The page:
Israel suffers highest 1-day toll of war


Richard Moore

    ...Hezbollah grudgingly joined Lebanon's government in
    accepting the U.N. resolution but vowed to keep fighting
    until Israeli troops leave and hand over territory to a
    muscular U.N. peacekeeping force...

This is a cease fire?


Original source URL:

Israel suffers highest 1-day toll of war
By LAUREN FRAYER and SAM F. GHATTAS, Associated Press Writers
Sun Aug 13, 12:05 AM ET

More Israeli troops surged into southern Lebanon on Saturday, reaching the 
Litani River and engaging in some of the heaviest combat of the monthlong war 
just hours after the U.N. Security Council adopted a cease-fire plan. Israel 
lost 19 soldiers ‹ its highest one-day toll.

The leader of the Islamic militant group Hezbollah grudgingly joined Lebanon's 
government in accepting the U.N. resolution but vowed to keep fighting until 
Israeli troops leave and hand over territory to a muscular U.N. peacekeeping 
force intended to separate the antagonists.

Israel also signaled its intention to approve the plan, at a Cabinet meeting 
Sunday, and a senior official predicted fighting would stop Monday morning, but 
there was no slowing in the bloodshed.

U.N. Secretary-General Kofi Annan announced that a cease-fire would take effect 
at 8 a.m. Beirut time Monday (1 a.m. EDT), saying both Israeli and Lebanese 
leaders agreed to the start time. In his statement issued in New York, Annan 
called for an immediate halt to the fighting.

Israel was determined to batter Hezbollah until the end, while the guerrillas 
seemed to be fighting as fiercely as ever after a month of intense Israeli air, 
artillery and ground assaults.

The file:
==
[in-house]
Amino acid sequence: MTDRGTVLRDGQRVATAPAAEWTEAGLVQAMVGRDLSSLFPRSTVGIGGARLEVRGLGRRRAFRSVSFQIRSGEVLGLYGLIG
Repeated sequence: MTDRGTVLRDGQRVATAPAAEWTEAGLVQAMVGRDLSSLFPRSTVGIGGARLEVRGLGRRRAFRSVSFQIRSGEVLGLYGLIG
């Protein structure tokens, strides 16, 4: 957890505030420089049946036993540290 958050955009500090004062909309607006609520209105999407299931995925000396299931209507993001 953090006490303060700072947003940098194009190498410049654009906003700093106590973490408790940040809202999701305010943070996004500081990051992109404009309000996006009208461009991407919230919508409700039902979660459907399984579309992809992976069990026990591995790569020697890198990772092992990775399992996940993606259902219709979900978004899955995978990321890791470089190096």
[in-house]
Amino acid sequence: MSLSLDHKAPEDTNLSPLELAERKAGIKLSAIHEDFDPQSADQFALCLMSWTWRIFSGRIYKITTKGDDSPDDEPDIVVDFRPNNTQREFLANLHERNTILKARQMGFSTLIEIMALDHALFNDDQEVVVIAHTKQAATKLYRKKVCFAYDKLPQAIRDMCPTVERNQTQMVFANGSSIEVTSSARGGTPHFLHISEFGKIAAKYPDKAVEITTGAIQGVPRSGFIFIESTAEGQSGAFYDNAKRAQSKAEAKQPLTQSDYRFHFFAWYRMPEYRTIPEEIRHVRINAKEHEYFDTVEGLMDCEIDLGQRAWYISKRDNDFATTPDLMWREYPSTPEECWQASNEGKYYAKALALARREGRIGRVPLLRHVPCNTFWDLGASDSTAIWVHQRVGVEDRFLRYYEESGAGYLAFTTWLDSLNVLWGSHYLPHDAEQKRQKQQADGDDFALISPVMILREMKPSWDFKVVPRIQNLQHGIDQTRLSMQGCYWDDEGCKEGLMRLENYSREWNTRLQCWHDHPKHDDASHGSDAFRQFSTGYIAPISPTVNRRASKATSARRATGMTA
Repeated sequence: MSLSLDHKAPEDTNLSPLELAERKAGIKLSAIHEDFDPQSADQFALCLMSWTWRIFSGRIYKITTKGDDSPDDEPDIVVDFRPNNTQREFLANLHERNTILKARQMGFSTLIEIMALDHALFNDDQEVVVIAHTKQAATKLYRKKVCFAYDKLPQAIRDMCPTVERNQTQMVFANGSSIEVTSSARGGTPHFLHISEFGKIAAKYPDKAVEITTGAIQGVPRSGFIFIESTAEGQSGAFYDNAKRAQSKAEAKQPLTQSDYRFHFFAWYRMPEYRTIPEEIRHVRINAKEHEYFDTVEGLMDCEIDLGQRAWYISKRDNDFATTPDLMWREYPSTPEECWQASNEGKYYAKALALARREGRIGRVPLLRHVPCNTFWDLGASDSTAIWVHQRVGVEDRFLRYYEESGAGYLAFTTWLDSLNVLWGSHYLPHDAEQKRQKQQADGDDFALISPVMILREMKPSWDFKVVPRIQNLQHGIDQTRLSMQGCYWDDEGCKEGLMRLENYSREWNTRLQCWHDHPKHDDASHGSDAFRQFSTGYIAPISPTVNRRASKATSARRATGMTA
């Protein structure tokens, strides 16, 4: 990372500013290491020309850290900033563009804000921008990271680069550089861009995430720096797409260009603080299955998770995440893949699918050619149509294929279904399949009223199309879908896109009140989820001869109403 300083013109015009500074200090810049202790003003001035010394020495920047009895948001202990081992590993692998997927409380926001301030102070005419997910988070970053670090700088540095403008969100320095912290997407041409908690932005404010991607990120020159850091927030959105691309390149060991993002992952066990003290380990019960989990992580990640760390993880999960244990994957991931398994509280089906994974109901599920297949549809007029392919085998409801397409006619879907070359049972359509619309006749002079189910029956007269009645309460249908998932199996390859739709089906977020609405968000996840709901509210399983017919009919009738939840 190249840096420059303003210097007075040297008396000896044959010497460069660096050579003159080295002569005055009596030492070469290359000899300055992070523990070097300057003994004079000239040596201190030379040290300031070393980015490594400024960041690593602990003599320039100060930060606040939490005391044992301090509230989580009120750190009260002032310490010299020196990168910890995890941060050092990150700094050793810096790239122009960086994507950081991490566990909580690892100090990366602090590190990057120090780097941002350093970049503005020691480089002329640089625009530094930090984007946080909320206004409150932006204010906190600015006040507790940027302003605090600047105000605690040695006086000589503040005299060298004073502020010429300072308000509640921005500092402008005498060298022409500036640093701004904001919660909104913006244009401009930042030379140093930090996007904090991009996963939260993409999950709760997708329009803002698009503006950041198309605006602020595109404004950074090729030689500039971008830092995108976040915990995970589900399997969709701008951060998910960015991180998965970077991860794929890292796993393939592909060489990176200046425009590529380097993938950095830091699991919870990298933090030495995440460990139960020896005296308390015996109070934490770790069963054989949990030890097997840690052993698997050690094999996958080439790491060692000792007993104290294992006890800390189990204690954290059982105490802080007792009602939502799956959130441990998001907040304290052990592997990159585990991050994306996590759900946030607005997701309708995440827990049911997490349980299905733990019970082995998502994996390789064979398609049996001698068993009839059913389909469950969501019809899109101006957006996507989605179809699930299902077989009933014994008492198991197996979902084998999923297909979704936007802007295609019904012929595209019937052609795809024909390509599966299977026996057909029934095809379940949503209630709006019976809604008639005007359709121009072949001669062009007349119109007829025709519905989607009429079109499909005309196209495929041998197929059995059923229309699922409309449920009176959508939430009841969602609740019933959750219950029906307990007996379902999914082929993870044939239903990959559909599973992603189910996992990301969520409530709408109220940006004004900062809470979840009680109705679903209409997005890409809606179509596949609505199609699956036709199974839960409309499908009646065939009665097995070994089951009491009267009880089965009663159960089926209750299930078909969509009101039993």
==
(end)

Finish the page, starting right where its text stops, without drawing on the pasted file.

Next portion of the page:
Israel's military said 19 soldiers killed, five more were missing and more than 
70 were wounded after first day of the expanded offensive. The broadened push 
tripled troop strength to 30,000 in southern Lebanon. Israel Radio reported 100 
troops wounded, which if confirmed would be the Jewish state's highest one-day 
injury toll of the fighting.

Israel confirmed that guerrillas shot down a military transport helicopter in 
the south and the five people aboard, all crew members, were missing. Hezbollah 
said a battle raged for hours as Israel attempted to reach the crew, but there 
were no details of that fighting. Hezbollah claimed to destroy 21 tanks.

Israel said it killed more than 40 Hezbollah fighters. Hezbollah issued a 
statement saying three of its fighters had been killed but gave no date.

Nineteen Lebanese civilians died from Israeli airstrikes, while Hezbollah 
rockets wounded eight people in northern Israel. The 32-day struggle has claimed
nearly 900 lives ‹ including at least 763 in Lebanon and 130 in Israel.

The big expansion of Israel troop strength prompted Hezbollah's leader, Sheik 
Hassan Nasrallah, to declare the fight far from finished and likely to get 

"We must not make a mistake, not in the resistance, the government or the